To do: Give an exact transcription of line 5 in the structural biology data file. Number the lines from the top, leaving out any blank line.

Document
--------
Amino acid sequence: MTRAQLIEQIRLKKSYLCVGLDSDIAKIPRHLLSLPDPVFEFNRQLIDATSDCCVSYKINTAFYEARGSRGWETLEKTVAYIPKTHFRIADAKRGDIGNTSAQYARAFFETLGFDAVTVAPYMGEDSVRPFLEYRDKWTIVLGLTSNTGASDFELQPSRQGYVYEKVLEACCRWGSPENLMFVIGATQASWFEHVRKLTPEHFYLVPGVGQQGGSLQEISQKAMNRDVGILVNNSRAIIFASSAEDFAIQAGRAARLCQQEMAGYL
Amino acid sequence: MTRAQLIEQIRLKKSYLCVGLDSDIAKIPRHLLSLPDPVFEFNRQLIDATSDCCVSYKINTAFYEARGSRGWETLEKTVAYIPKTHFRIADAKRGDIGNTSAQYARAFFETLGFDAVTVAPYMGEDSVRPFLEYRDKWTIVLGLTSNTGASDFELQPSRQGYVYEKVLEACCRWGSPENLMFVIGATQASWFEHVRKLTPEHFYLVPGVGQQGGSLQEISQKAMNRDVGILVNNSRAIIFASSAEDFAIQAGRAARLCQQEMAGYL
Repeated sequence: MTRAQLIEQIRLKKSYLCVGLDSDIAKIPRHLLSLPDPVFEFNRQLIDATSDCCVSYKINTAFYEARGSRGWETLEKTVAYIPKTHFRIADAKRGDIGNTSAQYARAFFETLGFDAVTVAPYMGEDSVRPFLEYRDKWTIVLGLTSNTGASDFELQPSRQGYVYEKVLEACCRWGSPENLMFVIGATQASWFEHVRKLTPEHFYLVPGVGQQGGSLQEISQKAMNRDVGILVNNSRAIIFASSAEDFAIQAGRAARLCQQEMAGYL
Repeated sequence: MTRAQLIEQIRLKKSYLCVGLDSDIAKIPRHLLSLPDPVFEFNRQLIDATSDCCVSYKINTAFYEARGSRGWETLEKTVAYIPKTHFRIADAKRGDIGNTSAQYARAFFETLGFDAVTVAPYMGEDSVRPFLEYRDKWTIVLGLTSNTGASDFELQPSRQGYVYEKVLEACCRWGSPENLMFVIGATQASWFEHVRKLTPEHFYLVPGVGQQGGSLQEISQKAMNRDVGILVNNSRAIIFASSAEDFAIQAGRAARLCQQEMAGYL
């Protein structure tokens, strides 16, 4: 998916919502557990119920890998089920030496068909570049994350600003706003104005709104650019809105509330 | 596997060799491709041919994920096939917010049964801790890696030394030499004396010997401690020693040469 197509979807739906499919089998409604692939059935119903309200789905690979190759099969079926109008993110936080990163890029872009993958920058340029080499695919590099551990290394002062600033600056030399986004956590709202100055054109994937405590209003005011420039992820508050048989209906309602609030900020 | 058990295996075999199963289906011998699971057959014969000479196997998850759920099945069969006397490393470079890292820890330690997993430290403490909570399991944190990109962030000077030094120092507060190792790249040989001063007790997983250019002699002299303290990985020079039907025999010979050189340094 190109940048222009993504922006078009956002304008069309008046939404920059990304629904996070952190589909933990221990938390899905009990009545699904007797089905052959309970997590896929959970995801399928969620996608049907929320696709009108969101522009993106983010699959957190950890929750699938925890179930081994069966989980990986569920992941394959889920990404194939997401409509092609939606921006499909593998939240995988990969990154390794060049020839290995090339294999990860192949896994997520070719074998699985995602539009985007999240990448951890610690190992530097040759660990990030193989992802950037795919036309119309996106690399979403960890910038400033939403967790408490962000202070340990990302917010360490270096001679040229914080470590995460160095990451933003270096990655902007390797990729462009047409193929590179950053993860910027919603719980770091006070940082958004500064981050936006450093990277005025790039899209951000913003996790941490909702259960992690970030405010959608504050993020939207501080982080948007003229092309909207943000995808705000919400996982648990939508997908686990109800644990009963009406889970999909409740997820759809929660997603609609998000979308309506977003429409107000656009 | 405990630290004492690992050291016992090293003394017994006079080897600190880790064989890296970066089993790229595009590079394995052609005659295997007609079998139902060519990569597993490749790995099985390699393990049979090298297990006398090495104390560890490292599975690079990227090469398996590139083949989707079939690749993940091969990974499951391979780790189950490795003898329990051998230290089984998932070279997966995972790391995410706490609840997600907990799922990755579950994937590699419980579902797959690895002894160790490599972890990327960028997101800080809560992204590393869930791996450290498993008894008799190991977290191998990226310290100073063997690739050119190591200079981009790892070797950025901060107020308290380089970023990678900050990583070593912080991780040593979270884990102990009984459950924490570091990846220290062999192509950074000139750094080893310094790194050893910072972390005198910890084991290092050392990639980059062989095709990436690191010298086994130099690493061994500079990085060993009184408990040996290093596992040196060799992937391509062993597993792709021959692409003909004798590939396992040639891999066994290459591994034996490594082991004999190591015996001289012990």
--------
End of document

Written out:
């Protein structure tokens, strides 16, 4: 998916919502557990119920890998089920030496068909570049994350600003706003104005709104650019809105509330 | 596997060799491709041919994920096939917010049964801790890696030394030499004396010997401690020693040469 197509979807739906499919089998409604692939059935119903309200789905690979190759099969079926109008993110936080990163890029872009993958920058340029080499695919590099551990290394002062600033600056030399986004956590709202100055054109994937405590209003005011420039992820508050048989209906309602609030900020 | 058990295996075999199963289906011998699971057959014969000479196997998850759920099945069969006397490393470079890292820890330690997993430290403490909570399991944190990109962030000077030094120092507060190792790249040989001063007790997983250019002699002299303290990985020079039907025999010979050189340094 190109940048222009993504922006078009956002304008069309008046939404920059990304629904996070952190589909933990221990938390899905009990009545699904007797089905052959309970997590896929959970995801399928969620996608049907929320696709009108969101522009993106983010699959957190950890929750699938925890179930081994069966989980990986569920992941394959889920990404194939997401409509092609939606921006499909593998939240995988990969990154390794060049020839290995090339294999990860192949896994997520070719074998699985995602539009985007999240990448951890610690190992530097040759660990990030193989992802950037795919036309119309996106690399979403960890910038400033939403967790408490962000202070340990990302917010360490270096001679040229914080470590995460160095990451933003270096990655902007390797990729462009047409193929590179950053993860910027919603719980770091006070940082958004500064981050936006450093990277005025790039899209951000913003996790941490909702259960992690970030405010959608504050993020939207501080982080948007003229092309909207943000995808705000919400996982648990939508997908686990109800644990009963009406889970999909409740997820759809929660997603609609998000979308309506977003429409107000656009 | 405990630290004492690992050291016992090293003394017994006079080897600190880790064989890296970066089993790229595009590079394995052609005659295997007609079998139902060519990569597993490749790995099985390699393990049979090298297990006398090495104390560890490292599975690079990227090469398996590139083949989707079939690749993940091969990974499951391979780790189950490795003898329990051998230290089984998932070279997966995972790391995410706490609840997600907990799922990755579950994937590699419980579902797959690895002894160790490599972890990327960028997101800080809560992204590393869930791996450290498993008894008799190991977290191998990226310290100073063997690739050119190591200079981009790892070797950025901060107020308290380089970023990678900050990583070593912080991780040593979270884990102990009984459950924490570091990846220290062999192509950074000139750094080893310094790194050893910072972390005198910890084991290092050392990639980059062989095709990436690191010298086994130099690493061994500079990085060993009184408990040996290093596992040196060799992937391509062993597993792709021959692409003909004798590939396992040639891999066994290459591994034996490594082991004999190591015996001289012990």